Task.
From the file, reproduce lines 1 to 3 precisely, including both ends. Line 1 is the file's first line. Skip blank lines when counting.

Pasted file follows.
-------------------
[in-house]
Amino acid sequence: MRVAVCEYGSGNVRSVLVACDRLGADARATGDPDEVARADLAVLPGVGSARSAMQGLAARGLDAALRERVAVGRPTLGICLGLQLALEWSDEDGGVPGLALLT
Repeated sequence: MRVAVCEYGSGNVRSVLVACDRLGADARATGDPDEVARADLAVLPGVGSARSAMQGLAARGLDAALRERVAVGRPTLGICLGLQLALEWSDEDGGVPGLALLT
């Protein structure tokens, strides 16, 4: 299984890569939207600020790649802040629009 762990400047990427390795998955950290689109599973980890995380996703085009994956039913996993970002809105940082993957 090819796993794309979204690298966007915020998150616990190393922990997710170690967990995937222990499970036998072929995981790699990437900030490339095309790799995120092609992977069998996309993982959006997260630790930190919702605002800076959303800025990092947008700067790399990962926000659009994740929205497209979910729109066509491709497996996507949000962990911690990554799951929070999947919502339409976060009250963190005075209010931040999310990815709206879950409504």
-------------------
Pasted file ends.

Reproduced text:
[in-house]
Amino acid sequence: MRVAVCEYGSGNVRSVLVACDRLGADARATGDPDEVARADLAVLPGVGSARSAMQGLAARGLDAALRERVAVGRPTLGICLGLQLALEWSDEDGGVPGLALLT
Repeated sequence: MRVAVCEYGSGNVRSVLVACDRLGADARATGDPDEVARADLAVLPGVGSARSAMQGLAARGLDAALRERVAVGRPTLGICLGLQLALEWSDEDGGVPGLALLT